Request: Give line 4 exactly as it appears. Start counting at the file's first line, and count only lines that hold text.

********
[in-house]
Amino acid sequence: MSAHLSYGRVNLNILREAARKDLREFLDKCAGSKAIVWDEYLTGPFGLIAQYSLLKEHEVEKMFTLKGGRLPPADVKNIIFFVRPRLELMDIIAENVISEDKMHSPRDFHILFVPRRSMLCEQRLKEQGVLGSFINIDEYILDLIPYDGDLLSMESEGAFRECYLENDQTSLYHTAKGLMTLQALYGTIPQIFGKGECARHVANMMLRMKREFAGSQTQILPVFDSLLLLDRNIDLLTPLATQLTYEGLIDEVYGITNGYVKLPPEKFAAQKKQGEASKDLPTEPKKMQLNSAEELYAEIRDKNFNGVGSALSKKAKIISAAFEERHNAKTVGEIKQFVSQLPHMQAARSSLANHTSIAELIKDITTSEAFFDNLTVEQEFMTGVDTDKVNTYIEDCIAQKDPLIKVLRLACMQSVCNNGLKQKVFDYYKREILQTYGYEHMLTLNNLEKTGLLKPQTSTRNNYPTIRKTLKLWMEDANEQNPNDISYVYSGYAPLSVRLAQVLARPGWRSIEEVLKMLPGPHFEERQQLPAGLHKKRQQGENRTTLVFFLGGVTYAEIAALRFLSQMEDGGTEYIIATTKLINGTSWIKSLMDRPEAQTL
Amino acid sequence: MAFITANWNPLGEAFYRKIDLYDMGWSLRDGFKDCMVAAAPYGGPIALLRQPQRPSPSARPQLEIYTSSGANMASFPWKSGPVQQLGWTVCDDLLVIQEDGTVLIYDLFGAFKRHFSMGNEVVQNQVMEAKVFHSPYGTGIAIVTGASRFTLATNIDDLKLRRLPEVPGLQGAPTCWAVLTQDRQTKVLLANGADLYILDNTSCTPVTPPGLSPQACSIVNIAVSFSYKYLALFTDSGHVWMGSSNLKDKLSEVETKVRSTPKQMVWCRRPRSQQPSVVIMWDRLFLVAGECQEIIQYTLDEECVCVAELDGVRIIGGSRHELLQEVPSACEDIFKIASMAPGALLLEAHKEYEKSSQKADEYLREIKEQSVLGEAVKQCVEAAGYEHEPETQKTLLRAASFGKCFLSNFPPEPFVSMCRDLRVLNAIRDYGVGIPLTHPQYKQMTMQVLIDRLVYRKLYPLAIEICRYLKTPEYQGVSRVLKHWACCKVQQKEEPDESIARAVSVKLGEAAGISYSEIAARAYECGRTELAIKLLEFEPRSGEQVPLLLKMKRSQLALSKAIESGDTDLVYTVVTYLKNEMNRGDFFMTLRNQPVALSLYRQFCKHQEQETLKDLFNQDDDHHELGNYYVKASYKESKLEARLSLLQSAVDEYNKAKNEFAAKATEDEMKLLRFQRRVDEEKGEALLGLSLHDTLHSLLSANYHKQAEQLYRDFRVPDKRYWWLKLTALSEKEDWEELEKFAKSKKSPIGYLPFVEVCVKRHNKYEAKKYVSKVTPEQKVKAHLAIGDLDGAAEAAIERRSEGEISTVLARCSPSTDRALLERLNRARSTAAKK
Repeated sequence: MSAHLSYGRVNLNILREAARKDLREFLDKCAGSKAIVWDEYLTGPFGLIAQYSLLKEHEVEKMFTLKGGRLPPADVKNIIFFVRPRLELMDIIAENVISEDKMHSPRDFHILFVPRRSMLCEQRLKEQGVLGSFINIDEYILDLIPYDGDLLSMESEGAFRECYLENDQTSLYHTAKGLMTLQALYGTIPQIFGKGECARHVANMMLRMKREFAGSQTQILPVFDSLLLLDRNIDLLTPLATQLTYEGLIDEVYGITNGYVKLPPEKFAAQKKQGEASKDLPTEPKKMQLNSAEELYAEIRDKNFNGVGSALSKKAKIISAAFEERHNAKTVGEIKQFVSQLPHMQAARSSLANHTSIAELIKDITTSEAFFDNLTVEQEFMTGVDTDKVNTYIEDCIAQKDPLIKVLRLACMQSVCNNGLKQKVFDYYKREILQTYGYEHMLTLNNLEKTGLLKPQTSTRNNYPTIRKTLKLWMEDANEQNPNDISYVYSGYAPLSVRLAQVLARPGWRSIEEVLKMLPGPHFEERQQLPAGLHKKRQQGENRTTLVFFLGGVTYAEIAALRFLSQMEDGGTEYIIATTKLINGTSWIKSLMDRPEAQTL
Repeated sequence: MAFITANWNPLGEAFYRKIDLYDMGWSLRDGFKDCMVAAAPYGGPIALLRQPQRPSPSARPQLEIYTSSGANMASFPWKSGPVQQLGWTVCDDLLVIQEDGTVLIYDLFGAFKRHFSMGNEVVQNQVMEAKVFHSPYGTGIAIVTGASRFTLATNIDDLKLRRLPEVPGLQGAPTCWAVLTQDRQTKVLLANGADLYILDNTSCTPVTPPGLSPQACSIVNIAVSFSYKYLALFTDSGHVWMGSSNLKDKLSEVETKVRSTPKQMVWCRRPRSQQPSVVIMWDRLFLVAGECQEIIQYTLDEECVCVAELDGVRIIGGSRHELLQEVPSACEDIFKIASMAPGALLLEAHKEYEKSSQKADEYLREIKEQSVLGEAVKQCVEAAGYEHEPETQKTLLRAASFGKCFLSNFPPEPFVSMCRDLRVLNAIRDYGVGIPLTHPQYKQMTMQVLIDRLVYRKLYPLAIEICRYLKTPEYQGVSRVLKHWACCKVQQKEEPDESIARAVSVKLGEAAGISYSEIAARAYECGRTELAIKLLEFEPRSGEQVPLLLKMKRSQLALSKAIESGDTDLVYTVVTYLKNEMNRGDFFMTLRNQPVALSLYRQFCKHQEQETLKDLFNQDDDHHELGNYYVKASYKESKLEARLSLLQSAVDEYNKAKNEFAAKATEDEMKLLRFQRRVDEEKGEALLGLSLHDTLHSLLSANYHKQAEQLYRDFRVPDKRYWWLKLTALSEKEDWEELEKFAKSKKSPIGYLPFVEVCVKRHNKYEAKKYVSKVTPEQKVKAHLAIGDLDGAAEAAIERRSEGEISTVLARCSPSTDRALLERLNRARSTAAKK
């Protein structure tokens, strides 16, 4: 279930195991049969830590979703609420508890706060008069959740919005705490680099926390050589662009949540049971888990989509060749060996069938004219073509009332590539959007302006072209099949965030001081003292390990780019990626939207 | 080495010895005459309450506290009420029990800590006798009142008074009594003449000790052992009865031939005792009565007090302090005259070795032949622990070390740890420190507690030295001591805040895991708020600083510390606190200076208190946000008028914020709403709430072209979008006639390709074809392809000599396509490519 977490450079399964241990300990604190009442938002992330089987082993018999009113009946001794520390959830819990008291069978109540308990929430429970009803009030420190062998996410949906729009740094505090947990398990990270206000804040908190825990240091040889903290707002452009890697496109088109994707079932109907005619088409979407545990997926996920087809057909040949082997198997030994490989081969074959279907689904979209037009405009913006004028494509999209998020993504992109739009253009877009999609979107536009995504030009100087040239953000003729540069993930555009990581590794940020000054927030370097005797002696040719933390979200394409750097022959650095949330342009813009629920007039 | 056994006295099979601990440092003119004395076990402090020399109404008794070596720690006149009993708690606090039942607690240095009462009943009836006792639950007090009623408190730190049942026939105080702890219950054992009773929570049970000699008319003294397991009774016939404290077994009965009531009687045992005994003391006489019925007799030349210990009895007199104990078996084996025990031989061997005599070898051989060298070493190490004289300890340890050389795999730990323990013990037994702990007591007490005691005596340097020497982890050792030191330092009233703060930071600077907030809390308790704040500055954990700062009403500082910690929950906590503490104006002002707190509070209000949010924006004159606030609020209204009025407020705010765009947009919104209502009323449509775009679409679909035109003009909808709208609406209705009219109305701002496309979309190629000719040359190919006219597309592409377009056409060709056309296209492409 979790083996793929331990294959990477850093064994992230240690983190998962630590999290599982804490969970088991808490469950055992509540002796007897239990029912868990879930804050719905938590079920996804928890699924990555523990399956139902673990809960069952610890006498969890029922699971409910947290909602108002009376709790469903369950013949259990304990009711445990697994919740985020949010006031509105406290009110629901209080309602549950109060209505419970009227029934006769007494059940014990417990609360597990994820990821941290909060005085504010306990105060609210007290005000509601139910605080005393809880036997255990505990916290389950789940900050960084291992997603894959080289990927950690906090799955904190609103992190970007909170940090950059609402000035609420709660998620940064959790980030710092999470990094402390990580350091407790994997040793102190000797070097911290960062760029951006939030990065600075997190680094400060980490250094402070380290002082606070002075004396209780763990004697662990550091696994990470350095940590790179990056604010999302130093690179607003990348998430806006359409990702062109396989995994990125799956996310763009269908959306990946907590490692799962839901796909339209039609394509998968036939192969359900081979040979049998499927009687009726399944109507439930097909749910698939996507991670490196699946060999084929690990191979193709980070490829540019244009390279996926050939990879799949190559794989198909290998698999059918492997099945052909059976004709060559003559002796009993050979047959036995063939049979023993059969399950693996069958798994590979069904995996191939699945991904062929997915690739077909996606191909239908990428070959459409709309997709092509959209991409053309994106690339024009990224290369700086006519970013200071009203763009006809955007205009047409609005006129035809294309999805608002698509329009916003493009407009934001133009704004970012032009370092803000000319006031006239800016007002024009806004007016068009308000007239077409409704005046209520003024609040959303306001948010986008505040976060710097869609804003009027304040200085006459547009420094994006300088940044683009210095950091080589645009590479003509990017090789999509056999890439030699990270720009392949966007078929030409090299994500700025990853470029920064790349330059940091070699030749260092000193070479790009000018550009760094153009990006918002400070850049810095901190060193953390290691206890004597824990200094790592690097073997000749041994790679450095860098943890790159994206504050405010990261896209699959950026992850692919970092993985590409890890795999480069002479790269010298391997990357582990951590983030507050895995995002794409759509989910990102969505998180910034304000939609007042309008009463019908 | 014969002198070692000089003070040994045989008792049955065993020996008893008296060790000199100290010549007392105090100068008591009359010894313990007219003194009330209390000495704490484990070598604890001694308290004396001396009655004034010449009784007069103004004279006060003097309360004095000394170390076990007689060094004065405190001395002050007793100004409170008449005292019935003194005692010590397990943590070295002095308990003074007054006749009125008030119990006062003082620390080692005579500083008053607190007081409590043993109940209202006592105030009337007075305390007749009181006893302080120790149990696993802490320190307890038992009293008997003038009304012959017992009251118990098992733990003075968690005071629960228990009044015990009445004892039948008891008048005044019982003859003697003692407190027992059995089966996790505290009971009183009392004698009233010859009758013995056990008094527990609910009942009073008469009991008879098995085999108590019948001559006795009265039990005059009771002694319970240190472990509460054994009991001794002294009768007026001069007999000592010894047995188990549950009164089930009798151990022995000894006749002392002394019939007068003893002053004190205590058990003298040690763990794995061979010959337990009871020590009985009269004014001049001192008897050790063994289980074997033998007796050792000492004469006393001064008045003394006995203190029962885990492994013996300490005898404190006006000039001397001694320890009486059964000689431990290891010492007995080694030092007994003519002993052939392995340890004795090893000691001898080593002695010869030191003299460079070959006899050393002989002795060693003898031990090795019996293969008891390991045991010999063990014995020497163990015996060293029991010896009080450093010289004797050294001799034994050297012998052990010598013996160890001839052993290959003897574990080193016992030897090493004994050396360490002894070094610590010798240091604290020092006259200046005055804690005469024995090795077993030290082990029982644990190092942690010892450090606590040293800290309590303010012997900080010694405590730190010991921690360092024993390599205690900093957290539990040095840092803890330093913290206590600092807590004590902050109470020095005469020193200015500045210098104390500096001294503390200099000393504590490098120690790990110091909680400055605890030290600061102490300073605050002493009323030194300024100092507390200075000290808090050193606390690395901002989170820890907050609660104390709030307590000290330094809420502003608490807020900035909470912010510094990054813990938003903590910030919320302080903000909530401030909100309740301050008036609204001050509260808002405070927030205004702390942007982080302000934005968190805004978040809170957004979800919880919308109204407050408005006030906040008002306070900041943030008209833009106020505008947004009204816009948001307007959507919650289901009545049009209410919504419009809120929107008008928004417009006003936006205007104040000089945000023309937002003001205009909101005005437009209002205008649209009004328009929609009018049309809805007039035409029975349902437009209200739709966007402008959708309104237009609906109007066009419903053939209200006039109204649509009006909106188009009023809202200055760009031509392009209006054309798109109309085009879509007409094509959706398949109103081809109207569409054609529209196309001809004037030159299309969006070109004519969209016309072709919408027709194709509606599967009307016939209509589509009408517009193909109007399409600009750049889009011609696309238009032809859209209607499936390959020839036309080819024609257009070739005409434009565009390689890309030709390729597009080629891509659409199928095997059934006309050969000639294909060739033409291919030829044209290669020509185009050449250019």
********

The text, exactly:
Repeated sequence: MSAHLSYGRVNLNILREAARKDLREFLDKCAGSKAIVWDEYLTGPFGLIAQYSLLKEHEVEKMFTLKGGRLPPADVKNIIFFVRPRLELMDIIAENVISEDKMHSPRDFHILFVPRRSMLCEQRLKEQGVLGSFINIDEYILDLIPYDGDLLSMESEGAFRECYLENDQTSLYHTAKGLMTLQALYGTIPQIFGKGECARHVANMMLRMKREFAGSQTQILPVFDSLLLLDRNIDLLTPLATQLTYEGLIDEVYGITNGYVKLPPEKFAAQKKQGEASKDLPTEPKKMQLNSAEELYAEIRDKNFNGVGSALSKKAKIISAAFEERHNAKTVGEIKQFVSQLPHMQAARSSLANHTSIAELIKDITTSEAFFDNLTVEQEFMTGVDTDKVNTYIEDCIAQKDPLIKVLRLACMQSVCNNGLKQKVFDYYKREILQTYGYEHMLTLNNLEKTGLLKPQTSTRNNYPTIRKTLKLWMEDANEQNPNDISYVYSGYAPLSVRLAQVLARPGWRSIEEVLKMLPGPHFEERQQLPAGLHKKRQQGENRTTLVFFLGGVTYAEIAALRFLSQMEDGGTEYIIATTKLINGTSWIKSLMDRPEAQTL